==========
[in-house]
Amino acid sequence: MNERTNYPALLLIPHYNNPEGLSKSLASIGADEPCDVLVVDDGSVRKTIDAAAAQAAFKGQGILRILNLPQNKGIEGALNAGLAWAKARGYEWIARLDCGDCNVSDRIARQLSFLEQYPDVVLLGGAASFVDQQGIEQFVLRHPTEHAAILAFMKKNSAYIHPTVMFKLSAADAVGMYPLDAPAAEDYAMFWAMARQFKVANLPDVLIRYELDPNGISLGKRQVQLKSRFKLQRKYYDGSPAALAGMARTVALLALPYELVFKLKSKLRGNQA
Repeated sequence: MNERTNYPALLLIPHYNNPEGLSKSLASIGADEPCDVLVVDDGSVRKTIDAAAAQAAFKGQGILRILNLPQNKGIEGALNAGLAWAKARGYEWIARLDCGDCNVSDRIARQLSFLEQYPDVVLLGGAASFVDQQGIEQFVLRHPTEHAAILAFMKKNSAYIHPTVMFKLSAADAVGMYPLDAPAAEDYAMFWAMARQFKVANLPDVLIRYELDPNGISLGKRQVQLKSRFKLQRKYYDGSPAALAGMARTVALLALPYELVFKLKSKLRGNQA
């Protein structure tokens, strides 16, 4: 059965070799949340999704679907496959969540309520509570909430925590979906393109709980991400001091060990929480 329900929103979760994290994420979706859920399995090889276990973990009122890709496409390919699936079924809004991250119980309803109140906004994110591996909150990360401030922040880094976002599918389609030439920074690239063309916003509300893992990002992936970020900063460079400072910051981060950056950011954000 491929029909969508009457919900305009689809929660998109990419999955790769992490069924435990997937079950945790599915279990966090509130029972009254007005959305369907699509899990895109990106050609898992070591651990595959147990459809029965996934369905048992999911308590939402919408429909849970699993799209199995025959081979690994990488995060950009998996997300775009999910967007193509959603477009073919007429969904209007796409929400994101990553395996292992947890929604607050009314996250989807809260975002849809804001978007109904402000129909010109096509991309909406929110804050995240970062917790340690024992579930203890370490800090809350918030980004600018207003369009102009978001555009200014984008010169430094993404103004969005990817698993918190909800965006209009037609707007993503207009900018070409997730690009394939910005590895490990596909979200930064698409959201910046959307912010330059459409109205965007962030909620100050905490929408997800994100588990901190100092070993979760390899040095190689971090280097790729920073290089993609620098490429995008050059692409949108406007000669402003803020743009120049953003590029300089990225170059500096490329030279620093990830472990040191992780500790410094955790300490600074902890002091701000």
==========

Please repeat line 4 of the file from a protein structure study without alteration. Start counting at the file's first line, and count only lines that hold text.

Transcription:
């Protein structure tokens, strides 16, 4: 059965070799949340999704679907496959969540309520509570909430925590979906393109709980991400001091060990929480 329900929103979760994290994420979706859920399995090889276990973990009122890709496409390919699936079924809004991250119980309803109140906004994110591996909150990360401030922040880094976002599918389609030439920074690239063309916003509300893992990002992936970020900063460079400072910051981060950056950011954000 491929029909969508009457919900305009689809929660998109990419999955790769992490069924435990997937079950945790599915279990966090509130029972009254007005959305369907699509899990895109990106050609898992070591651990595959147990459809029965996934369905048992999911308590939402919408429909849970699993799209199995025959081979690994990488995060950009998996997300775009999910967007193509959603477009073919007429969904209007796409929400994101990553395996292992947890929604607050009314996250989807809260975002849809804001978007109904402000129909010109096509991309909406929110804050995240970062917790340690024992579930203890370490800090809350918030980004600018207003369009102009978001555009200014984008010169430094993404103004969005990817698993918190909800965006209009037609707007993503207009900018070409997730690009394939910005590895490990596909979200930064698409959201910046959307912010330059459409109205965007962030909620100050905490929408997800994100588990901190100092070993979760390899040095190689971090280097790729920073290089993609620098490429995008050059692409949108406007000669402003803020743009120049953003590029300089990225170059500096490329030279620093990830472990040191992780500790410094955790300490600074902890002091701000």